Fire / Smoke

Back to the safety demonstration and the crew will point out floor or seat-mounted emergency lighting. This low-level lighting automatically illuminates if the aircraft power fails. White lights indicate the escape path and either red lights or strobe lights indicate exits.

Two of the passengers who died on an Air Canada DC-9 in 1986 were Canadian Airforce personnel, who had crawled past overwing exits in thick smoke and were overcome. A flash fire engulfed the aircraft interior 90 seconds after landing

If there is a fire on board, the crew have BCF (halon) fire extinguishers to fight it. Should the source remain unidentified or the fire become out of control, an immediate emergency descent will be made. If smoke invades the cabin, since it rises, it is best to put your head as low down as you can (get into something like the brace position). Use headrest covers, pillow cases, or any material to cover your mouth - it works better if it's wet and keep your eyes closed. Keep as low down as you can until the aircraft has landed. Remember to memorise the position of your nearest exit - how many seat rows will you have to crawl past to find it? Passengers in the front cabin of any 747, or the front half of a 747-300/400 upper deck cabin will have to go back to locate their nearest exits - there are no exits forward from those seat positions. It is wise to remember that it is smoke inhalation, not burns, that causes most deaths in a fire.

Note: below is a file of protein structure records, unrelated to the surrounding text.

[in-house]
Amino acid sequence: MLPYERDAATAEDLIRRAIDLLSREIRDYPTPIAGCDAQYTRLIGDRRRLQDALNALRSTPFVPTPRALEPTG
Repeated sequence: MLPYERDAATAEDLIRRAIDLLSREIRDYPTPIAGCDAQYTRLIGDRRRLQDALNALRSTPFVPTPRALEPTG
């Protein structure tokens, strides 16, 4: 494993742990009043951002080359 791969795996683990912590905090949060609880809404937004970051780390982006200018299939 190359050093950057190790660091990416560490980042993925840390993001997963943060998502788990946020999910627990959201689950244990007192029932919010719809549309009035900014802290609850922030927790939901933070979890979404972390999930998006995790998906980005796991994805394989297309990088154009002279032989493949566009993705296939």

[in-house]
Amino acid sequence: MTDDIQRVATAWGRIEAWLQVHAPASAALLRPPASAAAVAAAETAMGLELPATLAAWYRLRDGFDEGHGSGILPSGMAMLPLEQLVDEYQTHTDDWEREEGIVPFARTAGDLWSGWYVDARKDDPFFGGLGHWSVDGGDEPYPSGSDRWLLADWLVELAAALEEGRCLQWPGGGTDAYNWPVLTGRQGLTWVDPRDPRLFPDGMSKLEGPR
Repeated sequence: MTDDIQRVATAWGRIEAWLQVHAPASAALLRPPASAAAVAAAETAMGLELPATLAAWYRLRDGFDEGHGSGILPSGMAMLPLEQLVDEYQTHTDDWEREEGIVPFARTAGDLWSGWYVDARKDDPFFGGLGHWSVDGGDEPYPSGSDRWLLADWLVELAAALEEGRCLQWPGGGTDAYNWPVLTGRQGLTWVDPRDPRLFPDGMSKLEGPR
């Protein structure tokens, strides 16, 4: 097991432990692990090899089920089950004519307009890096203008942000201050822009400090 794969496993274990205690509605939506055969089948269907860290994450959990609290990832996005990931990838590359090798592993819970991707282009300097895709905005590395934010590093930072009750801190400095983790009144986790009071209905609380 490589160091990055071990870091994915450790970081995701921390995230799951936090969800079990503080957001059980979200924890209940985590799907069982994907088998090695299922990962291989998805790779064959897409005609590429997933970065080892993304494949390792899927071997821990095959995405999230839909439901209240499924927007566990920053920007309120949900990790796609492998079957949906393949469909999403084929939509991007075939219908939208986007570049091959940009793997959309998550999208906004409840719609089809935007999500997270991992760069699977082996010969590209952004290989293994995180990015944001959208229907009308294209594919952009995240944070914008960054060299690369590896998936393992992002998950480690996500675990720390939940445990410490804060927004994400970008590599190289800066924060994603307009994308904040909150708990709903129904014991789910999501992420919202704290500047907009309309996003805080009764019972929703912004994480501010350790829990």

Passengers on a Pacific Western 737 initiated an evacuation when a left-hand engine failure resulted in a fire which subsequently engulfed the aircraft. Their rapid action was a major factor in everyone on board escaping alive.
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